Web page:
DOMA: A look at the Justice Department’s reply brief in Golinski v. OPM at the Ninth Circuit and its arguments on standing and due process
August 7, 2012
By Scottie Thomaston
Oral argument at the Ninth Circuit in Golinski v. Office of Personnel Management was canceled, due to the petition for certiorari to the Supreme Court asking for review of the district court’s decision before judgment at the Ninth Circuit. However, the briefing schedule at the Ninth Circuit is still in place.
The Justice Department filed its reply brief along with a motion to address the plaintiff’s additional arguments. First, in a footnote, the Justice Department explains why it is still required to file briefs:
On July 27, 2012, this Court vacated the oral argument scheduled for September 10, 2012, and ordered that “this case be held in abeyance pending resolution of the petition for a writ of certiorari before judgment pending before the United States Supreme Court.” Doc. 147 at 1. Counsel for the government contacted the Clerk’s Office and was informed that the government should file this reply brief because the briefing schedule had not been vacated.
The reply brief is a continuation of the dispute over legal standing to appeal the district court’s decision, in addition to an argument over the plaintiff’s claims that Section 3 of DOMA violates her due process rights. The Justice Department argues that it has standing to appeal because the judgment entered by the lower court impacts the Executive Branch’s enforcement of the law:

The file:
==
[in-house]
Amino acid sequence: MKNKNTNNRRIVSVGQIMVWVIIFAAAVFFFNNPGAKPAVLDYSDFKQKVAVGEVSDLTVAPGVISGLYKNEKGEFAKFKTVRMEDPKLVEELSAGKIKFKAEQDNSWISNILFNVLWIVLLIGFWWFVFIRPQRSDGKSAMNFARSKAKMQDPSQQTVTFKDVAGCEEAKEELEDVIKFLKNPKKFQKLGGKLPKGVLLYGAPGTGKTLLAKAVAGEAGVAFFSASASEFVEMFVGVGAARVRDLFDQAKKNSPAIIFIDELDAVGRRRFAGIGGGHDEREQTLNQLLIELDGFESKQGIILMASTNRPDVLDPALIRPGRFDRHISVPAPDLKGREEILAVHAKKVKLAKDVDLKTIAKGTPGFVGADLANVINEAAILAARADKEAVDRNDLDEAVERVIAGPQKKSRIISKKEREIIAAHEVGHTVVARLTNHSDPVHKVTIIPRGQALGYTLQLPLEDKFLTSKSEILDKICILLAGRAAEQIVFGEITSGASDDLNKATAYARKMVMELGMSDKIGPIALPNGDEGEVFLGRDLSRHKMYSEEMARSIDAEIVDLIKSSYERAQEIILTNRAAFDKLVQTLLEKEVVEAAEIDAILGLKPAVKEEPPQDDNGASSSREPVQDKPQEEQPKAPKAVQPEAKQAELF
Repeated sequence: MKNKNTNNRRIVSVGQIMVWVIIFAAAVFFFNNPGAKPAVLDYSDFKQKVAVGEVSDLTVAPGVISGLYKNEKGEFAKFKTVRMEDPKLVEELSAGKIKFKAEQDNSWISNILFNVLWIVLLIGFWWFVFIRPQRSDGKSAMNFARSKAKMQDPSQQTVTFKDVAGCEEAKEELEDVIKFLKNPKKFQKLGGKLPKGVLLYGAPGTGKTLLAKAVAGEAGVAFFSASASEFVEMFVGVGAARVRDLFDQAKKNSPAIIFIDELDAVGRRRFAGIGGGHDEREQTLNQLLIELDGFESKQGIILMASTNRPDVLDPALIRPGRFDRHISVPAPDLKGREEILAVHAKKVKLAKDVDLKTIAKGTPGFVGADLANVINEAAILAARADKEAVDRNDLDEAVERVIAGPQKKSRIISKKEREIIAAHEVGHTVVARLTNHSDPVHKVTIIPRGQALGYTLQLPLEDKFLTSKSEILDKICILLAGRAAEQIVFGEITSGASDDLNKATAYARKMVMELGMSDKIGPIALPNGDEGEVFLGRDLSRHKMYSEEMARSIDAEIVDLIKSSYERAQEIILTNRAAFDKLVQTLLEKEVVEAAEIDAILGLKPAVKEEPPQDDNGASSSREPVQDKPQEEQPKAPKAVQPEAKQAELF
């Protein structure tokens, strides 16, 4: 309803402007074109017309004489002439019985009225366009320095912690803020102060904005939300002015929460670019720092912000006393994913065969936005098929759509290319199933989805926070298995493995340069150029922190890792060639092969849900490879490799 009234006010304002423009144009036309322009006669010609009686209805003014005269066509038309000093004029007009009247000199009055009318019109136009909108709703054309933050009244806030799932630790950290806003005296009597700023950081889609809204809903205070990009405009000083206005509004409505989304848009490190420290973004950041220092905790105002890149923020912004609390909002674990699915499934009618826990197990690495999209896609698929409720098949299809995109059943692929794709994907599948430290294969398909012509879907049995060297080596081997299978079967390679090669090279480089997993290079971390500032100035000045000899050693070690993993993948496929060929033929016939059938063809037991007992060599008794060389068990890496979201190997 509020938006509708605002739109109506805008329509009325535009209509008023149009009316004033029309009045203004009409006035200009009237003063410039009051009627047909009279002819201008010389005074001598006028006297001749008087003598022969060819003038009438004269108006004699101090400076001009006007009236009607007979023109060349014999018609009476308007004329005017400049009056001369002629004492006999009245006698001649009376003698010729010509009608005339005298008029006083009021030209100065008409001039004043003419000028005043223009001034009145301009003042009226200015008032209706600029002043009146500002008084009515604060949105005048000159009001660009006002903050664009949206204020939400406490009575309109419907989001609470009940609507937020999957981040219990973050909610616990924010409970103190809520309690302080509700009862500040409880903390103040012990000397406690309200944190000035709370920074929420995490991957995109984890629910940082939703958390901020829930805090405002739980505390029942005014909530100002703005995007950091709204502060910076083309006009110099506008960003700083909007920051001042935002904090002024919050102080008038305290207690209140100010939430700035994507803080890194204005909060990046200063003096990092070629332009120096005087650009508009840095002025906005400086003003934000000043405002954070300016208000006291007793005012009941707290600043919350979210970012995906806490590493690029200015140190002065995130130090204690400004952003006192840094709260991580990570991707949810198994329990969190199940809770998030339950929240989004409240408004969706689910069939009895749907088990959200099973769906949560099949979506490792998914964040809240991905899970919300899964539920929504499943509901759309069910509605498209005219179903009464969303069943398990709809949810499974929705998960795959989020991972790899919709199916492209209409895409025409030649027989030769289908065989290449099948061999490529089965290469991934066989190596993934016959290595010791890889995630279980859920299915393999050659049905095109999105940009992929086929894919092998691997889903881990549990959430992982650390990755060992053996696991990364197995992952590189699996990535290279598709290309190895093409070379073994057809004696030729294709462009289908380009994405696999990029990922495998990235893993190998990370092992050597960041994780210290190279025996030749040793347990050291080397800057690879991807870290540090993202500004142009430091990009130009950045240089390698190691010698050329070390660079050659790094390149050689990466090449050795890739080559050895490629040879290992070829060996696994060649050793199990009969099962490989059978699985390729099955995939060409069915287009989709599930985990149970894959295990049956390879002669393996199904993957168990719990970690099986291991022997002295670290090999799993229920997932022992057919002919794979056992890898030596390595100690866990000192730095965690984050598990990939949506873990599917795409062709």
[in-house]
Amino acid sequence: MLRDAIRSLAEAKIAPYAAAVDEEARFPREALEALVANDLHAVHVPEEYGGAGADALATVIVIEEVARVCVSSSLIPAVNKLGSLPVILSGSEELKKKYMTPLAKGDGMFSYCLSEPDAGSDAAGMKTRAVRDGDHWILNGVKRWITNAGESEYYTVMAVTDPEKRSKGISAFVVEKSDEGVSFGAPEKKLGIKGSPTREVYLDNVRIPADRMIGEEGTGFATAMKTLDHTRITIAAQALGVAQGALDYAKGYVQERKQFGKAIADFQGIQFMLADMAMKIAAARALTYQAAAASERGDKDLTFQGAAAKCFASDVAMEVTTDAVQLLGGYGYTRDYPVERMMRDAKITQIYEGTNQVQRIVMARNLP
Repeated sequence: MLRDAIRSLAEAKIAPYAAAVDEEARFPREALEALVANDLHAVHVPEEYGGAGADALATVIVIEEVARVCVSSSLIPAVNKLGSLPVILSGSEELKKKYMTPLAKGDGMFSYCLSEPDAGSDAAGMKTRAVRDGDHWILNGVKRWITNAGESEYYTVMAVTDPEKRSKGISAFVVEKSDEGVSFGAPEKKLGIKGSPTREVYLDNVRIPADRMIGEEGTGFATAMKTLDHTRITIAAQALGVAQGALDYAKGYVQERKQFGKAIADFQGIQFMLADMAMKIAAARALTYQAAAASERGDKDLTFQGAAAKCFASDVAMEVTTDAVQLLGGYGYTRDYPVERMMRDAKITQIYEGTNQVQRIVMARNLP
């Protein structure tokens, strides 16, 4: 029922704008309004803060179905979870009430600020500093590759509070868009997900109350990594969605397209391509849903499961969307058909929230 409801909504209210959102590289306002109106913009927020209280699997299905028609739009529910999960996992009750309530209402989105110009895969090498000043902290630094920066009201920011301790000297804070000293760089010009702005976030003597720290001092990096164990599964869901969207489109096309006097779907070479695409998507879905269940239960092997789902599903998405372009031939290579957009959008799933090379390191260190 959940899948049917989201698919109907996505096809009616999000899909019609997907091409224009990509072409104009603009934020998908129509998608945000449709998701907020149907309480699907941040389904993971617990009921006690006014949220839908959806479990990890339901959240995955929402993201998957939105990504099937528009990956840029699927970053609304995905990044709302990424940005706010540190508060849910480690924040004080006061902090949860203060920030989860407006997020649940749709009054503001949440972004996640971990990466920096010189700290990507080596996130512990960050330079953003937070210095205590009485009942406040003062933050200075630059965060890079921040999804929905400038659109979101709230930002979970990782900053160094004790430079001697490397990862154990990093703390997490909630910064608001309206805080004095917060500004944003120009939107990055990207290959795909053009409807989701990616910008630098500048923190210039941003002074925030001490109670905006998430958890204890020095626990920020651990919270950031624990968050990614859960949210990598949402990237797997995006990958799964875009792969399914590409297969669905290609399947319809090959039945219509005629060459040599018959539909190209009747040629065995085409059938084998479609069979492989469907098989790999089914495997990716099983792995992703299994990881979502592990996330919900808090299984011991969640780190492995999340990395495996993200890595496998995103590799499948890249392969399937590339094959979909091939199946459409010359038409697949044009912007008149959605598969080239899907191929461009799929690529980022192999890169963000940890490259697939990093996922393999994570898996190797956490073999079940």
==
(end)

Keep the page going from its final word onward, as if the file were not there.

While the government concurs substantively with the district court’s conclusion that Section 3 is unconstitutional, the President has directed federal agencies to continue to enforce DOMA “unless and until . . . the judicial branch renders a definitive verdict against the law’s constitutionality.” SER 1020. As the Attorney General has explained, “this course of action respects the actions of the prior Congress that enacted DOMA, and it recognizes the judiciary as the final arbiter of the constitutional claims raised.” SER 1020. The Executive Branch defendants’ briefs in the district court on the constitutional issue did not alter the defendants’ decision to comply with the Act, and the district court’s order enjoining them from doing so thus prevented them from taking steps they otherwise would have taken.
In other words, the Executive Branch believes that it is required to enforce Section 3 of DOMA until the judiciary issues a final and definitive ruling, and since a district court has blocked enforcement, the Government is an “aggrieved” party in the case.
The Justice Department also questions – as it has continued to do – BLAG’s standing in federal court, and it suggests that if a court determines BLAG lacks standing, but the Justice Department’s appeal is also dismissed, it would prevent resolution of the case:
If this Court were to dismiss the government’s appeal, but BLAG is mistaken about its independent standing, that mistake would necessarily lead this Court, or the Supreme Court, to dismiss the appeal on standing grounds without resolving the merits. Resolution of the constitutionality of Section 3 of DOMA would thus be delayed, confounding BLAG’s stated desire to achieve a prompt determination on the merits.
The Justice Department says that “advisory groups” have never been given Article 3 standing: